Tell you about a friend of mine that you don’t know. Lives way up a road that’s lost in time. Don’t know his name or where he’s coming from, only thing you know: he’s a real gone cat, this friend of mine. He don’t have no uptown friends that drive a cadillac, but he’s got cool bikes and a crosscut saw. All his downtown friends like me ride around on his trails cuz he’s a real cool cat- yeah he’s a real gone cat, this friend of mine.
Trail vato. Square cat. Say, caramaba- partners where’s the party at?
Riding trails is my favorite. I mean, I like it all (and if you aren’t having fun on a road bike you ARE doing it wrong #place #time) but trails are where it’s really at. For me. And so, but you’re flowing along and then you’re forced to come up short on account of some obstacle that isn’t and cannot be part of the flow. So you do what you gotta and clamber over, heaving your bike along, to regroup and continue. It’s not a big deal. Unless it is…
To wit, this big assed log. By the time this photo was taken, that log had been down for several weeks and I’d been chipping at it with minimal effort pull-saw chips and thinking it was too big for me to tackle all alone and with the equipment I call my own. I’ve got a 3’6″ (that’s about a metre for y’all outside the US) crosscut saw which I
“knew” thought would work but dang that’s a big chore to take on. It’s worth mentioning that this trail is not officially open to bikes, so power tools (even if I had them which I don’t) are a bust = no go. So I just said “fuck it”, like you do, and settled for clambering over the damn thing. After removing the poison oak which was vined up along it. Damned if it didn’t eat at me every time, tho. I could have been flowing.
In my trail equipment quiver there is also the Trail Boss. It is boss. One of the mainest parts of trail maintenance is clearing the area, and this is a real usable tool for that. Also, I like to drink beer(s) while I’m maintenancing. And before there is the same old tired chorus of #thatsthewrongbeer, fuck you.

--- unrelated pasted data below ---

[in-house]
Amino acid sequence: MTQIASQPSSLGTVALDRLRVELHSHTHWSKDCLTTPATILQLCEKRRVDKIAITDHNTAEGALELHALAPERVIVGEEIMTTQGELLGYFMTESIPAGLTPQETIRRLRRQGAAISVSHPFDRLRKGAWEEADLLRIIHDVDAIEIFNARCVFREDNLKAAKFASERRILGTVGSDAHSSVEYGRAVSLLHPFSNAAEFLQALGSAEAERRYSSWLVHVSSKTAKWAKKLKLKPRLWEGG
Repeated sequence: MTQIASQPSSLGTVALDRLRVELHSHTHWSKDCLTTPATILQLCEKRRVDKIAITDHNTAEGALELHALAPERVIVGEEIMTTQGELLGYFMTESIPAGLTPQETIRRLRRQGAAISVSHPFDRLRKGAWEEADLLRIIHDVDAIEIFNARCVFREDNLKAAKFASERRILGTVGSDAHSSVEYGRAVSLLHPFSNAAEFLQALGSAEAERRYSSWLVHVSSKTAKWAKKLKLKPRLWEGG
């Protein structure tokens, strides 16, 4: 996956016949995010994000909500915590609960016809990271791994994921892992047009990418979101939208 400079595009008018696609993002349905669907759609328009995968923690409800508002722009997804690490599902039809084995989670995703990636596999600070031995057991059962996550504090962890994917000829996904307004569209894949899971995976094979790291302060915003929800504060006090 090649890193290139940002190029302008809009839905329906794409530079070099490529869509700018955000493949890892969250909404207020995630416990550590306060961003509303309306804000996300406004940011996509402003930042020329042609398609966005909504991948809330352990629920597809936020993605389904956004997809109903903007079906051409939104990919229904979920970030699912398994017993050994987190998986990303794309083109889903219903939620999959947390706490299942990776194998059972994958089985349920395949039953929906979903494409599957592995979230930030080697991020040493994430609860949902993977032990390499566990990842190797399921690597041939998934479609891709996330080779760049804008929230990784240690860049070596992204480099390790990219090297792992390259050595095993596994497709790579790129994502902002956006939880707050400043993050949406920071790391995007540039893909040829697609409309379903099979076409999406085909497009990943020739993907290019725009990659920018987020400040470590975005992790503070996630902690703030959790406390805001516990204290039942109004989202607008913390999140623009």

Thus, having bitten the bullet of decision, I pulled the trigger and performed some mother fucking action. Check it out.
And here’s a bottle of whiskey. For scale. And, to leave under a nearby log so it’s to hand whenever needed on that section of trail.
That was one work trip, but it felt like several on account of hours of sawyering is tiring. One cut down and I was feeling sore and important.
A couple weeks went by before I was able to swing another session. That’s fine, it’s a process. Look at that bike! Look at that set-up! It’s not an advertisement or a how to- it’s what I’ve got that works for me. There’s a lot of ways it could be done. Here’s a picture of what a cheap can of beer looks like after being rallied around like that:
The 2nd go round found me up there in the dark, with my 12year old son camping out and trail maintenancing on a school night. Doin’ it, you know. We made the full 2nd cut, and the saw got stuck as the kerf collapsed. What a drag. I cussed, and opened another beer, and jumped up and down on the log until it dropped and the saw came free. And that’s how the log sat for another week or so.
I’d attempted to sway the cuts so as to allow the middle section to easily fall out, but you know how plans go. Like: there it is wedged in there like a big shining mistake, showing how much effort and stupidity had gone into the whole mess…and I couldn’t help but feel like a loser.
Well, as they say: if you’re gonna be dumb, you better be tough.
So I went back up there a 3rd time.
I tried to lever the cut out. No go. So, I cut an angled wedge out of one end. And the log dropped and wedged itself into place. Again. I cussed, and opened another beer, and jumped up and down on the log until it became clear even to me that that wasn’t going to work. Then I re-positioned the lever, under the wedge and tried again. Then I re-positioned the lever, under the wedge and tried again. Then I re-positioned the lever, under the wedge and tried again. Then I dug out some more earth, and I re-positioned the lever, under the wedge and tried again. Then I re-positioned the lever, under the wedge and tried again..and the wedge popped out!
I was so glad. After plenty more levering, I got the cut out off to the side, and I could fill in the gap with all the busted rock and soil I’d dug out. Telling you: that Trail Boss is legit.
And the beauty part? Riding thru that gap, you’ll never even know any of this effort was undertaken. It’s not even a cool feature, it’s just another in a series of moments flowing along the trail, on the way to the “good stuff”. Without the blockage there’s nothing to draw your attention to the spot at all.
That is strangely satisfying to me.